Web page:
A dog squad comes to call: Canine visitors raise spirits in hospital's inpatient rehab unit
By Adam Stewart Staff writer firstname.lastname@example.org, Adam Stewart, Apr 1, 2017
Jake, Asher, Chip and Ladybug got the star treatment during a recent visit to Hutchinson Regional Medical Center to visit patients in the Acute Inpatient Rehabilitation Unit.
The fabulous, furry foursome are therapy dogs with the Hutchinson Kennel Club, and they barely got in the front doors before hospital visitors and staff wanted to make their acquaintance. And that is precisely the dogs’ job, said inpatient rehab unit director Shelli Hines.
“They just walk up and love getting petted,” she said.
Hines said she started working with the kennel club to bring therapy dogs for visits in August 2016, and the idea was planted in her mind by Susie Cardwell while Cardwell was a patient. During the recent visit, though, Cardwell was one of the volunteers from the kennel club, bringing Ladybug the pug to visit.
Hines said patients of all ages have asked to get visits from their pets in the past, and she has seen the benefits firsthand.
“You can just see them de-stress when their pet can come visit them,” she said.
So she worked with the kennel club to bring in therapy dogs on Sundays, when the rehabilitation unit doesn’t conduct rehab exercises. The visits give patients a reason to be up and active on their day off from the three-hour rehab sessions, Hines said.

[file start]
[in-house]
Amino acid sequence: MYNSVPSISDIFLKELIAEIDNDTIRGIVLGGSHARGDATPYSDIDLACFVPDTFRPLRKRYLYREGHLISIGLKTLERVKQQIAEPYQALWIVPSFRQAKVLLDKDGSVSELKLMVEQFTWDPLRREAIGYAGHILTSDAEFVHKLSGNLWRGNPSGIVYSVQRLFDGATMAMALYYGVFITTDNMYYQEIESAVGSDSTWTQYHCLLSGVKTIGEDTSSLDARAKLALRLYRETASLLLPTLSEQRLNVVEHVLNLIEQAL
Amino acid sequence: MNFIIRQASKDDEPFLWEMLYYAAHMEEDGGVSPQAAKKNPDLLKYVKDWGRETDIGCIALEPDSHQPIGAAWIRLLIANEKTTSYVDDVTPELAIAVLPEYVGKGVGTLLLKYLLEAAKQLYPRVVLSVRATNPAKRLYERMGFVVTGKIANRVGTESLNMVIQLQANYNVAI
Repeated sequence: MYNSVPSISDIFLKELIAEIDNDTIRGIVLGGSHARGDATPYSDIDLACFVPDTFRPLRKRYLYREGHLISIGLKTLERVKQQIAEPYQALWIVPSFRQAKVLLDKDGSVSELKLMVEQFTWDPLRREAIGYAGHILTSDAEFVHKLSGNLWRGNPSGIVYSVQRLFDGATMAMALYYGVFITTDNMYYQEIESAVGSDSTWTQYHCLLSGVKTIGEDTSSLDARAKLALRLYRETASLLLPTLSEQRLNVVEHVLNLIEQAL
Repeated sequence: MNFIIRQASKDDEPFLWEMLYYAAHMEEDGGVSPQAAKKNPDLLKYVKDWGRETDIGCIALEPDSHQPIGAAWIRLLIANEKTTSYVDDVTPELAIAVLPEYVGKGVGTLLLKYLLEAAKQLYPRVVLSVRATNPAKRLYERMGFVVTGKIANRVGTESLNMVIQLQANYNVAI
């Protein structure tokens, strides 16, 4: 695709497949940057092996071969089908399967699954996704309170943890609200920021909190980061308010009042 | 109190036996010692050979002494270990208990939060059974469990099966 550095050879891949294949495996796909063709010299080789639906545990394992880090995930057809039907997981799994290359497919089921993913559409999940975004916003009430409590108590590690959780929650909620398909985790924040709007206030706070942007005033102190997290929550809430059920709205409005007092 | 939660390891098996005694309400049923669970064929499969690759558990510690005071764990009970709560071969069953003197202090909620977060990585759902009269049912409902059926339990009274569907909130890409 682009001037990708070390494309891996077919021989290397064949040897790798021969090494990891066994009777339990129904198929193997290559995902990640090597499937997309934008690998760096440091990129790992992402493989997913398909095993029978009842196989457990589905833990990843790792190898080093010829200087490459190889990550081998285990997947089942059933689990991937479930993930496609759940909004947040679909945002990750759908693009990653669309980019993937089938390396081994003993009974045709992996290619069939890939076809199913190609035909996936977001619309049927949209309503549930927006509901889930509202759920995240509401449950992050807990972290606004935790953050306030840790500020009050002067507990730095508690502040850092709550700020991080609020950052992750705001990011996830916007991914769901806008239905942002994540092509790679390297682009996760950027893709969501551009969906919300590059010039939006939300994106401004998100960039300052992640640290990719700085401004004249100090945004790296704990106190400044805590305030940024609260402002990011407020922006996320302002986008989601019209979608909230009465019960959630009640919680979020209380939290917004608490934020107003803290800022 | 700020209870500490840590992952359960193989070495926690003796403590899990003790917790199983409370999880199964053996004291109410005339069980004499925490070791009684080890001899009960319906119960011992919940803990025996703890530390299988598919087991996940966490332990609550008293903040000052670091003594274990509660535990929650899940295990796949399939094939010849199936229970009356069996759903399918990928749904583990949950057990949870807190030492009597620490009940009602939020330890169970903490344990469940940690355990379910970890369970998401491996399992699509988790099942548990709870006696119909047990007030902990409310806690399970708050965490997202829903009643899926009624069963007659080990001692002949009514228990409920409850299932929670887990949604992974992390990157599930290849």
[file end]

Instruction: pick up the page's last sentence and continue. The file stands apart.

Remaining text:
It took a few months working on the idea – and infection-control policies – and the first visit was Jan. 8.
Hines said the second or third visit from therapy dogs almost brought a nurse to tears because of how much it lifted the spirits of an especially depressed patient.
“We bring smiles,” Cardwell said. “That’s what we really do.”
Hutchinson Kennel Club members and their therapy dogs usually visit the hospital on Sunday afternoons. Typically two dogs go on a visit, but which dogs visit can change from week to week.
“So far, it’s been very, very good,” Hines said.
, published in the American Journal of Critical Care in 2007, found that patients with advanced heart failure showed significant decreases in cardiopulmonary pressure, stress hormone levels and anxiety when they had a 12-minute visit with a volunteer and therapy dog, compared to patients visited just by a volunteer and patients who received no visit.
The researchers also noted that other studies showed a decrease in blood pressure and heart rate after interaction with animals.
Kennel club program
Hutchinson Kennel Club member Sherry Hembree, who volunteers in the therapy dog program with her dog Chip, said the kennel club has had a therapy dog program for years, visiting schools, libraries, long-term-care facilities and other locations.
The club has 28 members involved in the therapy dog program, she said.
Dogs have to be trained and pass a test before they can be therapy dogs. They have to be able to follow directions, walk on a loose leash and demonstrate generally good, calm behavior. Hembree said a dog’s personality matters more than its breed.
“Any breed can be a therapy dog,” including mixed breeds and rescue dogs, she said.